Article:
Dug and Scratched 38 years.
Igo Mr. Dennis Downing ten years better. I
have dog and scratched for thirty-eight years.
I had what is termed praritis, and have suffered
everj thing, and tried a number of doctors but
got no relief. Anybody could have gotiffiOO
had they cured me. The Cuticuba Remedies
cured me. God bless the man who invented
CHENEY GREEN, Cambridge, Mass.
Are sold everywhere. Price, Cuticura, 50c.;
Soap, 25c; Resolvent, »1. Prepared by the
Potter Dbuo and Chemical Corporation,
stsaT-Send for "How to Cure Skin Diseases,"
61 pages, 50 illustrations and 100 testimonials.
pTTV/TPLES, black heads, chapped and oily
A J.IVJ. skin prevented by Cuticura Mcdi
Adßk ACHLNO SIDKS AND BaGK,
i-NBHip. klducy and uterine pains and
■aHtywTT weaknesses relieved Ha on,'
WmhMtf minute by the Cutlcurn Autl
faßSßhU* fain Plaster, tbe first and only
Instantaneous pain killing, strengthening plas
Disinfect Yoor Vineyards j
ONGERTH'S INSECTICIDE I]
Recommended by J. DE BARTH SHORB. t
—FOR SALE BY—
E. STEELE, 113 West First Street.
P. O. Box 1,974. a2O lm
O. B. FUJLJLJER & CO~
(Bscceasors to McLain A Lehman.)
Pioneer Track and Transfer Co.
Ho. 8 Markbt Bt., Los Angeles, Cal.
Safe and Plsno Moving. All kinds of Track Work
Telephone 137. a 1 tf
r OWDEp HTRACIS
Used by the Unltea States Government. Endorsed by the heads of tne ureat universities
and Publio Food Analysts, as the Strongest, Purest and most Healthful. Dr. Price's Cream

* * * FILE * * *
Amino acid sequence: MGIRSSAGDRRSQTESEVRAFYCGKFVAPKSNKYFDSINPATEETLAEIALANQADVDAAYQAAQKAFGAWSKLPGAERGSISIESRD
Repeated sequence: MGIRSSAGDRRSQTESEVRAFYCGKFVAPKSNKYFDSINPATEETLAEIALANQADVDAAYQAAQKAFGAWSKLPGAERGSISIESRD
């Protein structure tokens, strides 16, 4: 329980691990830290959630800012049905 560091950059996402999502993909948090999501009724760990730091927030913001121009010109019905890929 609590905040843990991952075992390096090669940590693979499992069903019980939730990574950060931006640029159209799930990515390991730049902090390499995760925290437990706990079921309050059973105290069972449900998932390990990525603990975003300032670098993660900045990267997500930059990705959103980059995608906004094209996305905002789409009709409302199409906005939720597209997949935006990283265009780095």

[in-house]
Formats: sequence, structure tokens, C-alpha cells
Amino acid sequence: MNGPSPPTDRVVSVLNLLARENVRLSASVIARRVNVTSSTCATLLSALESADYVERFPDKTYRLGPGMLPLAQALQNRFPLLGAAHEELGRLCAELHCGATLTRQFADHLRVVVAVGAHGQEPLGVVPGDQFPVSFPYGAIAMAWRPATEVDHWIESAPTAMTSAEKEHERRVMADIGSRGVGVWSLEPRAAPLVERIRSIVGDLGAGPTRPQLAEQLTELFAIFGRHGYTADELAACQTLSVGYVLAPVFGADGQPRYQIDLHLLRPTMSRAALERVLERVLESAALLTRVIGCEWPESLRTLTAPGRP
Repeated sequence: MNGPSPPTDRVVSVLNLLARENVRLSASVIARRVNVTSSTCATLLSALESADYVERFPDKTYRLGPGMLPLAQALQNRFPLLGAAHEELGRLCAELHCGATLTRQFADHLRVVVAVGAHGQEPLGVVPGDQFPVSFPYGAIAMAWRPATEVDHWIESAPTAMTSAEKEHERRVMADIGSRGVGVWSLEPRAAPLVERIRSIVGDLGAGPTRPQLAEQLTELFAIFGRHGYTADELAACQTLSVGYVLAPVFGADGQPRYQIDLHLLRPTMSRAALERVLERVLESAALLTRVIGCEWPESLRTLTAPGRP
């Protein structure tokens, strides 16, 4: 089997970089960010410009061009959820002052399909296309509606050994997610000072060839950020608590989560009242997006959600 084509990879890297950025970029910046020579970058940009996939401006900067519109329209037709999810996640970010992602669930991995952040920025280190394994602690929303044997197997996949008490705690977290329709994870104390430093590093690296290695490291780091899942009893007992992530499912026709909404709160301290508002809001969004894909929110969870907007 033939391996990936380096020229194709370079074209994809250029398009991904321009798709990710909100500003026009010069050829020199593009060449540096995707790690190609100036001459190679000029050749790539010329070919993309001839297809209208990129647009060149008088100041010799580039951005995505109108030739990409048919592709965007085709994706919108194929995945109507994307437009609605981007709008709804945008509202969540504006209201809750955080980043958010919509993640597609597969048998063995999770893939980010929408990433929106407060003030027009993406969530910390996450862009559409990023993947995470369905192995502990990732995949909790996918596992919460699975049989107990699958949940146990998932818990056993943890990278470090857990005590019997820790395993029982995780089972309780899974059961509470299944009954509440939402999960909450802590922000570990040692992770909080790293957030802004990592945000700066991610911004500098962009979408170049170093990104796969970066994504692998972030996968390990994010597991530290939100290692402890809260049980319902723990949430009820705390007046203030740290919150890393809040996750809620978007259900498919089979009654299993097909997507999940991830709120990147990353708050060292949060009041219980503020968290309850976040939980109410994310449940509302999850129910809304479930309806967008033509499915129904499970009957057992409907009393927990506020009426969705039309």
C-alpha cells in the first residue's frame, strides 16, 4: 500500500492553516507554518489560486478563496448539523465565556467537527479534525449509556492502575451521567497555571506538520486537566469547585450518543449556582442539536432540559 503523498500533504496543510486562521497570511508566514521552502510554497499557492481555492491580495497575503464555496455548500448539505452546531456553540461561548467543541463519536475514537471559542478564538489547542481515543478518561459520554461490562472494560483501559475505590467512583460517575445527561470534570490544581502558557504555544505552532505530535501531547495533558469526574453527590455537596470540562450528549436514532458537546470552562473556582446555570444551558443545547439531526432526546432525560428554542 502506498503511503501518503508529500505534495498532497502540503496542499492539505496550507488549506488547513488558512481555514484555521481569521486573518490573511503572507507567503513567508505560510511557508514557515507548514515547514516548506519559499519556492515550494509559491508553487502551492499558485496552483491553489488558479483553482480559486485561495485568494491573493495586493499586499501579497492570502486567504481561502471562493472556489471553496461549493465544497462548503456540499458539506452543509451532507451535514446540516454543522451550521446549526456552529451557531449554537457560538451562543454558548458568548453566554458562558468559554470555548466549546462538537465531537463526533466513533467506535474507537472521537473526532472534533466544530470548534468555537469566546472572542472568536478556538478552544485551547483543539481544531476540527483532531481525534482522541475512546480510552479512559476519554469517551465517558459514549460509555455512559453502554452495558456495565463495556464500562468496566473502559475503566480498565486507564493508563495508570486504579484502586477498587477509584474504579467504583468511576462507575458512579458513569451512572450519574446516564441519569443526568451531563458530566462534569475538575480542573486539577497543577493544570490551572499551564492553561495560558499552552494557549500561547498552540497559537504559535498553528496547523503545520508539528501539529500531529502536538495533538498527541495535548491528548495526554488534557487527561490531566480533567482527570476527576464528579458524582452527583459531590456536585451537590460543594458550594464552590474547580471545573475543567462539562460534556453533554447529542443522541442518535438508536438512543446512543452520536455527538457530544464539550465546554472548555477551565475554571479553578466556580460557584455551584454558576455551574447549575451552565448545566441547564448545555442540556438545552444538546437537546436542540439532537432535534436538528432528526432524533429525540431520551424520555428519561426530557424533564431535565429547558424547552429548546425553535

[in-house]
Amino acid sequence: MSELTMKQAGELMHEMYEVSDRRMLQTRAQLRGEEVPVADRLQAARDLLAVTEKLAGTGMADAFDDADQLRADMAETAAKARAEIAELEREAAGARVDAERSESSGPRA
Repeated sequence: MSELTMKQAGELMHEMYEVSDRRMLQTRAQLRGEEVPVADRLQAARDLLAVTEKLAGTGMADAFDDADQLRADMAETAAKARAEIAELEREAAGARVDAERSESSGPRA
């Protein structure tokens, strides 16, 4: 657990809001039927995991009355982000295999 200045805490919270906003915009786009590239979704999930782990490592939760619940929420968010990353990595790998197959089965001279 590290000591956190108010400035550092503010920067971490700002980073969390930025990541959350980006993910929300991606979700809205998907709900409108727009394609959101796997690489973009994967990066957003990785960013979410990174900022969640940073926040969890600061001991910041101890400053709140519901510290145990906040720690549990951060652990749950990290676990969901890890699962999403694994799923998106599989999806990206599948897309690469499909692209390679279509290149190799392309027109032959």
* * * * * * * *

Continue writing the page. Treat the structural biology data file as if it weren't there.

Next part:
Bating Powder does not contain Ammonia, Lime or Alnm. Dr. Price's Delicious Flavoring
Extracts, Vanilla, Lemon, Orange, Almond, Rose, etc., do not contain Poisonous Oils or
PRICE BIKISr. POffDEK CO. New York. Chicago. San Francisco.
TROY LAUNDRY CO.
Works: 571, 573, 575 North Main Street.
MAIN OFFICE: UNDER LOS ANGELES NATIONAL BANK,
FIRST AND SPRING STREETS.
a a Z
30 13 ST
HOTEL, RESTAURANT and FAMILY WASHING.
PRICEB AS LOW AS ANY LAUNDRY. Ja273m cod
Shorthand s. rv -
Day and Evening Sessions. Best Methods.
Skillful Teachers. Lowest Rates. Situations
Free. LONGLEY A WAGNER,
Room 1, No. 24 W. First Street
A LARGE ASSORTMENT
Lord Fauntleroy Caps
The Corset Emporium,
221 SOUTH SPRING ST.
■ft fk M fh ft f ISSUED BY STATES,
U II N II V J COUNTIES, CITIES,
nll II 11 il I SCHOOL OISTRICIS. ETC..
II U II U U I- BOUGHT and SOLD.
Wo deal in Land Warrants and Scrip.
Applicable to Government Land, and Transact a
Heg-nlar Hanking- Business.
S. A. KEMI CO., Barkers.
100 WASHINGTON STREET, CHICAGO, ILL,
FOR MEN ONLY!
1 DiKITIVF For LOST or FAILING MANHOOD;
M rWOI I HE General and NERVOUS DEBILITY;
i"ITTTf> X* Weaknees of Body and Mind: Effects
Yj \J JCVAJ of Errors or Excec3e» in Old or Young.
Itobnil, Noble SUIHOOD Ml] How lii havse «nd
Blr.Wh.D»> lk.l NI>KVK[.OI'HI OKI.OS k I'AKTSof BODY.
IbHOlulfl. u.r.lllntt lIOnK rSSATSRST— Ben.ltl. In . day.
S>n If.llfT fr.nl 47 Stain, Territories, and For.lirnroii.trlM.
You ran write Lh.in. Book, full njilanutlati, and proof, uallfrd
(pealed) frev. Addrea. ERIE MEDICAL CO., BUFFALO, N. 1.
]a 9 eodAwkly
FOR FINE BUGGIES
Thi Fibs Ikflimsht Dhalkb.
44 to 48 W. Lqs Angeles st. Los Angeles.
THE HAMMAM BATHS,
A 70 South Main street,
— t&k Under Dr. Royer's direc
tion has become a popular
/sSjfiSr a, institution. Ladies' depart
a as meut open from 8 a. m. to
I r ■Bf. V. Gents' department
n. ~ MM open night and day and no
sly - A*m charges for gentlemen bath-
ers "'"'"'"lt'S over night.
C. S. Traphagen, B. M'gr.
Brick Masons and Plasterers:
Please take notice that the above lime is the
best in the market. By trying this lime yon
will be convinced of our claim fiat it is the